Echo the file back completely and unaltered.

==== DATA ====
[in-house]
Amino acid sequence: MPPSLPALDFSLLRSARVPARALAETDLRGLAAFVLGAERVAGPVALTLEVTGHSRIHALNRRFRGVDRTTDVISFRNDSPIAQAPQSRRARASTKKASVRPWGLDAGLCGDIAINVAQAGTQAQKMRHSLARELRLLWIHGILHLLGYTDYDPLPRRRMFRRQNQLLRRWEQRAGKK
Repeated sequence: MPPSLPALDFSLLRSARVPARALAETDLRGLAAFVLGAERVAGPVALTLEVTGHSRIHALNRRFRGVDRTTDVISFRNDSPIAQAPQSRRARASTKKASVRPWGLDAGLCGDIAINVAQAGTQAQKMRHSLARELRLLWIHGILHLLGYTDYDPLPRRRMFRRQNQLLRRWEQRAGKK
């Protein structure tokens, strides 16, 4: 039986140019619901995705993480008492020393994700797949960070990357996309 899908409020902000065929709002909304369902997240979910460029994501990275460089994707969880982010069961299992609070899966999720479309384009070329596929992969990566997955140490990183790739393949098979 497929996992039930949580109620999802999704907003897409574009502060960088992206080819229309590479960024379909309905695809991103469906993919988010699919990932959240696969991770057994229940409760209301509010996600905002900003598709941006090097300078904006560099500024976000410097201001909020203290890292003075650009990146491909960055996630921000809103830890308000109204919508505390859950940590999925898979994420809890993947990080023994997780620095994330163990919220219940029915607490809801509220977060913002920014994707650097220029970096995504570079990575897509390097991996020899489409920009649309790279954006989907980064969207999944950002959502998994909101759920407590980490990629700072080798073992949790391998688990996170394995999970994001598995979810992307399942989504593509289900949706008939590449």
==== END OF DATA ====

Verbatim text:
[in-house]
Amino acid sequence: MPPSLPALDFSLLRSARVPARALAETDLRGLAAFVLGAERVAGPVALTLEVTGHSRIHALNRRFRGVDRTTDVISFRNDSPIAQAPQSRRARASTKKASVRPWGLDAGLCGDIAINVAQAGTQAQKMRHSLARELRLLWIHGILHLLGYTDYDPLPRRRMFRRQNQLLRRWEQRAGKK
Repeated sequence: MPPSLPALDFSLLRSARVPARALAETDLRGLAAFVLGAERVAGPVALTLEVTGHSRIHALNRRFRGVDRTTDVISFRNDSPIAQAPQSRRARASTKKASVRPWGLDAGLCGDIAINVAQAGTQAQKMRHSLARELRLLWIHGILHLLGYTDYDPLPRRRMFRRQNQLLRRWEQRAGKK
């Protein structure tokens, strides 16, 4: 039986140019619901995705993480008492020393994700797949960070990357996309 899908409020902000065929709002909304369902997240979910460029994501990275460089994707969880982010069961299992609070899966999720479309384009070329596929992969990566997955140490990183790739393949098979 497929996992039930949580109620999802999704907003897409574009502060960088992206080819229309590479960024379909309905695809991103469906993919988010699919990932959240696969991770057994229940409760209301509010996600905002900003598709941006090097300078904006560099500024976000410097201001909020203290890292003075650009990146491909960055996630921000809103830890308000109204919508505390859950940590999925898979994420809890993947990080023994997780620095994330163990919220219940029915607490809801509220977060913002920014994707650097220029970096995504570079990575897509390097991996020899489409920009649309790279954006989907980064969207999944950002959502998994909101759920407590980490990629700072080798073992949790391998688990996170394995999970994001598995979810992307399942989504593509289900949706008939590449």